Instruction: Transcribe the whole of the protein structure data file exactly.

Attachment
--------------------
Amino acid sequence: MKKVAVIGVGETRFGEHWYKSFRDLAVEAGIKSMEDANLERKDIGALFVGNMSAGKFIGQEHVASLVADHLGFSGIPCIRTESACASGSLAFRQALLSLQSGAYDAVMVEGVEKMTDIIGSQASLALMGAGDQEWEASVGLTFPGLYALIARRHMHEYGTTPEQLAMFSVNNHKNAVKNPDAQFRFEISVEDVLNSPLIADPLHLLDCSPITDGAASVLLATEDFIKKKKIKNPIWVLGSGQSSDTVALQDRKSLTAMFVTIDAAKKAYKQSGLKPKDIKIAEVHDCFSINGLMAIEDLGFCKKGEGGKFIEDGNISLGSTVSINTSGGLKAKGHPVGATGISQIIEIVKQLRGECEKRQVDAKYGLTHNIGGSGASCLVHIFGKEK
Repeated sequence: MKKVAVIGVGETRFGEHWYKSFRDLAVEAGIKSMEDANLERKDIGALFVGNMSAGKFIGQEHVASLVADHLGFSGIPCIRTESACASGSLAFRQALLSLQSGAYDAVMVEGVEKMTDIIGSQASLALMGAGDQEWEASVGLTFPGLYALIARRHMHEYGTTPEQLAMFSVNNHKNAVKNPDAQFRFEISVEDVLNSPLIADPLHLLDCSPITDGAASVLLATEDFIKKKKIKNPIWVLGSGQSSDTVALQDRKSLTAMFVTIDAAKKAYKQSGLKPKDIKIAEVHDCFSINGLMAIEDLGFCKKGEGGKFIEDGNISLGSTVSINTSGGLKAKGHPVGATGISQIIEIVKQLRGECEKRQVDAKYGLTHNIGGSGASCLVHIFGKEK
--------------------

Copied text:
Amino acid sequence: MKKVAVIGVGETRFGEHWYKSFRDLAVEAGIKSMEDANLERKDIGALFVGNMSAGKFIGQEHVASLVADHLGFSGIPCIRTESACASGSLAFRQALLSLQSGAYDAVMVEGVEKMTDIIGSQASLALMGAGDQEWEASVGLTFPGLYALIARRHMHEYGTTPEQLAMFSVNNHKNAVKNPDAQFRFEISVEDVLNSPLIADPLHLLDCSPITDGAASVLLATEDFIKKKKIKNPIWVLGSGQSSDTVALQDRKSLTAMFVTIDAAKKAYKQSGLKPKDIKIAEVHDCFSINGLMAIEDLGFCKKGEGGKFIEDGNISLGSTVSINTSGGLKAKGHPVGATGISQIIEIVKQLRGECEKRQVDAKYGLTHNIGGSGASCLVHIFGKEK
Repeated sequence: MKKVAVIGVGETRFGEHWYKSFRDLAVEAGIKSMEDANLERKDIGALFVGNMSAGKFIGQEHVASLVADHLGFSGIPCIRTESACASGSLAFRQALLSLQSGAYDAVMVEGVEKMTDIIGSQASLALMGAGDQEWEASVGLTFPGLYALIARRHMHEYGTTPEQLAMFSVNNHKNAVKNPDAQFRFEISVEDVLNSPLIADPLHLLDCSPITDGAASVLLATEDFIKKKKIKNPIWVLGSGQSSDTVALQDRKSLTAMFVTIDAAKKAYKQSGLKPKDIKIAEVHDCFSINGLMAIEDLGFCKKGEGGKFIEDGNISLGSTVSINTSGGLKAKGHPVGATGISQIIEIVKQLRGECEKRQVDAKYGLTHNIGGSGASCLVHIFGKEK